Skip to content Skip to global navigation Skip to main navigation Skip to sub navigation Skip to search
NHMRC

Funding to tackle the human health effects of Hendra Virus

Summary media release information

Date: 
02 June 2012
Type: 
Ministerial Media Release
Contact for further information: 
David Cooper 02 6217 9121 or 0422 008 512

New funding of $3 million for eight projects will enable leading scientists to conduct critical research into the Hendra virus, following a fresh outbreak in Queensland.

Minister for Health Tanya Plibersek said the research aimed to bring about a better understanding of the virus, the development of management procedures and improved patient treatments.

“The Government is committed to strengthening Australia’s biosecurity defences by funding quality scientific research that helps to protect the nation against Hendra virus.”

Three grants totalling $1.6M will examine immunological responses to exposure to the Hendra virus, creating knowledge about how host organisms react to the virus.

Five grants totalling $1.4M will support research into possible diagnostic markers, vaccines and antiviral drug targets.

Ms Plibersek said the funding as part of an overall $12 million collaborative effort between the Commonwealth, NSW and Queensland governments.

Today’s announcement follows a recent Urgent Call for Research by the National Health and Medical Research Council (NHMRC). The council identified areas for research and subjected the grant applicants to rigorous review with eight of the best proposals having immediate access to funding.  

“The call for research has been highly effective in recruiting the best research proposals to increase the body of knowledge about human health issues related to Hendra virus,” NHMRC Chief Executive Officer Professor Warwick Anderson said.

NHMRC is encouraging ongoing engagement by the scientific community. Next week, NHMRC and the Asia-Pacific Congress of Medical Virology are holding a workshop on Henipaviruses in Adelaide. Recent developments on Hendra and Nipah virus infections and their control will be reviewed.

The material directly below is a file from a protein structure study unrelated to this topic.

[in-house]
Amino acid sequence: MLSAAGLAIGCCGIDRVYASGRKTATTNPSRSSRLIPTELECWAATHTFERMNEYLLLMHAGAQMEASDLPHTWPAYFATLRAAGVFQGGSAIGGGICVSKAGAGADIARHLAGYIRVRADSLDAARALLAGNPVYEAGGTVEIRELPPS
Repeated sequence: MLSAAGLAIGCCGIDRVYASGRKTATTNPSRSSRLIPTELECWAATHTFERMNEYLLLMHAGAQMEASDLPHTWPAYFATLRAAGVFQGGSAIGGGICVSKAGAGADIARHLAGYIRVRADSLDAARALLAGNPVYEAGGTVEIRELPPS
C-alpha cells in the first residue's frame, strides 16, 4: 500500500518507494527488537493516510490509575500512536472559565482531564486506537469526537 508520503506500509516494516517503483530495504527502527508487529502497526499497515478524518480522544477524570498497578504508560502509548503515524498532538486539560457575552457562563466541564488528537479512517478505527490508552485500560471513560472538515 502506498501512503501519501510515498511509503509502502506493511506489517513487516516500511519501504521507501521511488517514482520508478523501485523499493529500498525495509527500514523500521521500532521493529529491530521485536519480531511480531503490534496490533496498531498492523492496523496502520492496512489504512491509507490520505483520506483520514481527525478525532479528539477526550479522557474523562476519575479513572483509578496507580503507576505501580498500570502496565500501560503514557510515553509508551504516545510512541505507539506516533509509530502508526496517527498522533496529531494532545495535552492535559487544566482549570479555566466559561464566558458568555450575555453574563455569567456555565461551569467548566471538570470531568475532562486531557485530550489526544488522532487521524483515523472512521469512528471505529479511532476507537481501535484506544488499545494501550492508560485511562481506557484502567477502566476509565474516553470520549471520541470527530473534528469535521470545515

Further information on the Adelaide workshop: http://sapmea.asn.au/conventions/apcmv2012/index.html

ATTACHMENT A
 

Research: immunological responses to exposure

Research Title:
Understanding pathogenicity and immunity in an encephalitic mouse model of Hendra virus infection
Researcher:
Doctor John Stambas, Deakin University
Funding amount:
$562,350

Our understanding of Hendra virus infection and immunity is extremely limited and has been hampered by a lack of appropriate animal models of disease and reagents. This Project will employ a newly-established mouse model to study encephalitis, the most life-threatening manifestation of this infection. We will use unique, state-of-the-art infrastructure and a plethora of mouse-specific reagents to investigate the mechanisms involved in regulating the host response to infection.

--------------------------------------------------------------------------
Research Title:
Can the bat immune response to Hendra inform drug and vaccine development in other species?
Researcher:
Associate Professor Anthony Purcell, Monash University
Funding amount:
$637,020

We will examine why bats can be infected with Hendra virus with no apparent symptoms, yet the virus causes severe disease in other mammals including humans. We will examine the innate immune response towards the virus in the natural host (fruit bats), horses and humans. In addition to the innate immune response we will also examine the adaptive immune response in bats and humans. We hope this information can be used to design new drugs or vaccines to Hendra virus.

--------------------------------------------------------------------------
Research Title:
Identification of viral-cellular interacting factors for an in-depth understanding of the Hendra virus life cycle and pathogenesis